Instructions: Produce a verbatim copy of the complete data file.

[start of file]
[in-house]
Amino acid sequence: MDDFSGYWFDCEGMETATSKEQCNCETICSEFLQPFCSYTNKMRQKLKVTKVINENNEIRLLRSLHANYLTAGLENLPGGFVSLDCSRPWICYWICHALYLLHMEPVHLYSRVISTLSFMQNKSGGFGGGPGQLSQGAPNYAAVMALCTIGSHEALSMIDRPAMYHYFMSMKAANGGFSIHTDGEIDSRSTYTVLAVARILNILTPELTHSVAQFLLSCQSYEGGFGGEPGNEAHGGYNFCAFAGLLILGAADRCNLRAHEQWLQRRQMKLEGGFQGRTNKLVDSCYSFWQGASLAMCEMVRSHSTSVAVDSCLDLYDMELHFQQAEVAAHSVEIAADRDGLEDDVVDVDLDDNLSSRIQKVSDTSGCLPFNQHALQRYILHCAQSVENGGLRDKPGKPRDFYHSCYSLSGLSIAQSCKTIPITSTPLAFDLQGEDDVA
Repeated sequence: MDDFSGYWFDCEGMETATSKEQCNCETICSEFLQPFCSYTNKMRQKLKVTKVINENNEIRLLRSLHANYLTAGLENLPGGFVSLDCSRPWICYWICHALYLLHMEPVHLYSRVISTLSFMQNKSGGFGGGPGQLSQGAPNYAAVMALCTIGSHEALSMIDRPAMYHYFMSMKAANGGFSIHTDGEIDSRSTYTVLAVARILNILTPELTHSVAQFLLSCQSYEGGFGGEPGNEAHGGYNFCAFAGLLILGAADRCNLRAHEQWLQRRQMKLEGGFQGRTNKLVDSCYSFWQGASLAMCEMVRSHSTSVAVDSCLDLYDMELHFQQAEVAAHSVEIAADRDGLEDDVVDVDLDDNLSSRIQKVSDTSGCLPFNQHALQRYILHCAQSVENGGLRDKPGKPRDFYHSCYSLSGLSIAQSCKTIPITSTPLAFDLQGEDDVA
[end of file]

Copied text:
[in-house]
Amino acid sequence: MDDFSGYWFDCEGMETATSKEQCNCETICSEFLQPFCSYTNKMRQKLKVTKVINENNEIRLLRSLHANYLTAGLENLPGGFVSLDCSRPWICYWICHALYLLHMEPVHLYSRVISTLSFMQNKSGGFGGGPGQLSQGAPNYAAVMALCTIGSHEALSMIDRPAMYHYFMSMKAANGGFSIHTDGEIDSRSTYTVLAVARILNILTPELTHSVAQFLLSCQSYEGGFGGEPGNEAHGGYNFCAFAGLLILGAADRCNLRAHEQWLQRRQMKLEGGFQGRTNKLVDSCYSFWQGASLAMCEMVRSHSTSVAVDSCLDLYDMELHFQQAEVAAHSVEIAADRDGLEDDVVDVDLDDNLSSRIQKVSDTSGCLPFNQHALQRYILHCAQSVENGGLRDKPGKPRDFYHSCYSLSGLSIAQSCKTIPITSTPLAFDLQGEDDVA
Repeated sequence: MDDFSGYWFDCEGMETATSKEQCNCETICSEFLQPFCSYTNKMRQKLKVTKVINENNEIRLLRSLHANYLTAGLENLPGGFVSLDCSRPWICYWICHALYLLHMEPVHLYSRVISTLSFMQNKSGGFGGGPGQLSQGAPNYAAVMALCTIGSHEALSMIDRPAMYHYFMSMKAANGGFSIHTDGEIDSRSTYTVLAVARILNILTPELTHSVAQFLLSCQSYEGGFGGEPGNEAHGGYNFCAFAGLLILGAADRCNLRAHEQWLQRRQMKLEGGFQGRTNKLVDSCYSFWQGASLAMCEMVRSHSTSVAVDSCLDLYDMELHFQQAEVAAHSVEIAADRDGLEDDVVDVDLDDNLSSRIQKVSDTSGCLPFNQHALQRYILHCAQSVENGGLRDKPGKPRDFYHSCYSLSGLSIAQSCKTIPITSTPLAFDLQGEDDVA